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Sermon for the Second Sunday in Lent – March 5, 2023

John 3:1-17

Dear friends, grace to you and peace from God our Father and our Lord Jesus Christ.

Nicodemus was in the dark. He was literally in the dark as he came to Jesus by night, but he was in the dark spiritually as well. He had a sense that there was something special about Jesus. He had seen, or at least heard about the signs Jesus was doing, and he knew that such signs couldn’t be done apart from the presence of God. But beyond that, he was in the dark. Even with all his advanced learning, even with his theological degree from Pharisee school, even with his status as a teacher of Israel, he was in the dark about the kingdom of God.

As Nicodemus struck up a conversation with Jesus, Jesus zeroed in on this right away. Jesus didn’t beat around the bush. Jesus knew Nicodemus was in the dark, and so he got right to the heart of the matter. “Very truly I tell you,” Jesus said to him, “no one can see the kingdom of God without being born from above.”

Nicodemus didn’t get it. “How can anyone be born after having grown old?” he said. It is hard to know if Nicodemus was being sarcastic or if he’s just stubborn, but his reply suggests that what Jesus had said about being born from above was absurd to him. “You mean in order to see the kingdom of God I need to crawl back up my mother’s leg and put her through that again? Can one enter the womb a second time and be born?” Nicodemus was still in the dark.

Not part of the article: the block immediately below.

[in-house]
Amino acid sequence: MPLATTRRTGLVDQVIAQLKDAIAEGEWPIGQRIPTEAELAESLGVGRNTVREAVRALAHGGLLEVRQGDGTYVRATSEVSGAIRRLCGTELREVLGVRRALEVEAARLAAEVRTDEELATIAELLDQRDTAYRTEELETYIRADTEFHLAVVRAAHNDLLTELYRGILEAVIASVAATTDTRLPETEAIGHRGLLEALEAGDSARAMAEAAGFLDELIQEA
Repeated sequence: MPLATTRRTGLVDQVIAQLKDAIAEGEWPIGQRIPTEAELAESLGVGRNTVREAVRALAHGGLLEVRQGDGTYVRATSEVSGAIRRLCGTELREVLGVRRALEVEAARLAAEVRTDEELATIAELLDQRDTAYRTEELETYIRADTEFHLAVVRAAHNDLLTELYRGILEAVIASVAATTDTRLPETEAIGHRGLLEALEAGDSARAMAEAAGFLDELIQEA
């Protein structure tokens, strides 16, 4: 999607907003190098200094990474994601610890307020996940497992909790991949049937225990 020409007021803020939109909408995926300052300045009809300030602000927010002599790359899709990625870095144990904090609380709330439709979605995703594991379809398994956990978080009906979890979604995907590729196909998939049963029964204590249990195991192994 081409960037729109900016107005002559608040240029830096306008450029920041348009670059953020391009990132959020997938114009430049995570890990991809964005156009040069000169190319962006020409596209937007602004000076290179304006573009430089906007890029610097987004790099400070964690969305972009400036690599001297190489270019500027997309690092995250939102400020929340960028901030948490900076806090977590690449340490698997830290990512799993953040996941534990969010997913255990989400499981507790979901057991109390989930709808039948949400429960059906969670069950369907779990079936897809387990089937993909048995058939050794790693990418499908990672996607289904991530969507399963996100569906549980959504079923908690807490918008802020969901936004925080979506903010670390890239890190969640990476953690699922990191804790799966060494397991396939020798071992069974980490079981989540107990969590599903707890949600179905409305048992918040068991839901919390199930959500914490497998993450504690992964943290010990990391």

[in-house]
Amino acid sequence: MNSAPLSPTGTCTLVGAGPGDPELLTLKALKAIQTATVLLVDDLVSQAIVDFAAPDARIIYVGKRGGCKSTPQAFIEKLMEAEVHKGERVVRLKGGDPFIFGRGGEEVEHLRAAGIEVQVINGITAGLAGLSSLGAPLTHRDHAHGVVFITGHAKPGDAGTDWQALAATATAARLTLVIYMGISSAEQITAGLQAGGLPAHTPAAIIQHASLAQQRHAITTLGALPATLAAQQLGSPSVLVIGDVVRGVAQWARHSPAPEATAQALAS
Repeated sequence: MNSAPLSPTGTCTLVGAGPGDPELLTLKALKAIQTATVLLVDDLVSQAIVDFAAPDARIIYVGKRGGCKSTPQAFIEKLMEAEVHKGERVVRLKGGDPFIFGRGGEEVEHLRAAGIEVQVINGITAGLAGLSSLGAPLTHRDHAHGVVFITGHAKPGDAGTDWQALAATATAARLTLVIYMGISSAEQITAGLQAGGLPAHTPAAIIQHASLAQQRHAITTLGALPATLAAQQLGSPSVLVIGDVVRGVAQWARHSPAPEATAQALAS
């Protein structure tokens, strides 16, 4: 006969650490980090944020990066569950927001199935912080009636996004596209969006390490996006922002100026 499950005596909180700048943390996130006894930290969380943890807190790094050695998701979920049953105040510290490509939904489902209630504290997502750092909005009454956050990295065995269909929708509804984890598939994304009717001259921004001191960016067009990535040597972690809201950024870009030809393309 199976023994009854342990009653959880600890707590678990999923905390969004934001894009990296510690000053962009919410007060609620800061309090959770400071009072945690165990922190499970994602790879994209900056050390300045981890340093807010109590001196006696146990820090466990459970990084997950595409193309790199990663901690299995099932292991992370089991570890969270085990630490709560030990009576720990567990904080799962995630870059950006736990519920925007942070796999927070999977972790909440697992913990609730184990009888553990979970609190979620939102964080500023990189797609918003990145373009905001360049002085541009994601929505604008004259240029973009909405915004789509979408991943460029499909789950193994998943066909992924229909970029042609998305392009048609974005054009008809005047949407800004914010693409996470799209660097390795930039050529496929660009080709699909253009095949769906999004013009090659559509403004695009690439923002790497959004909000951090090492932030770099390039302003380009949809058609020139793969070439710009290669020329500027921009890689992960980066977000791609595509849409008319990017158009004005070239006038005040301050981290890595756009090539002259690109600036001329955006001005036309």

But instead of backing down, Jesus doubled down. He said, “Very truly I tell you, no one can enter the kingdom of God without being born of water and Spirit. What is born of flesh is flesh, and what is born of the Spirit is spirit. Do not be astonished that I said to you, ‘You must be born from above.’ The wind blows where it chooses, and you hear the sound of it, but you do not know where it comes from or where it goes. So it is with everyone who is born of the Spirit.”

“How can these things be?” Nicodemus replied. “Are you a teacher of Israel, and yet you do not understand these things?” Jesus said in return. Nicodemus was still in the dark.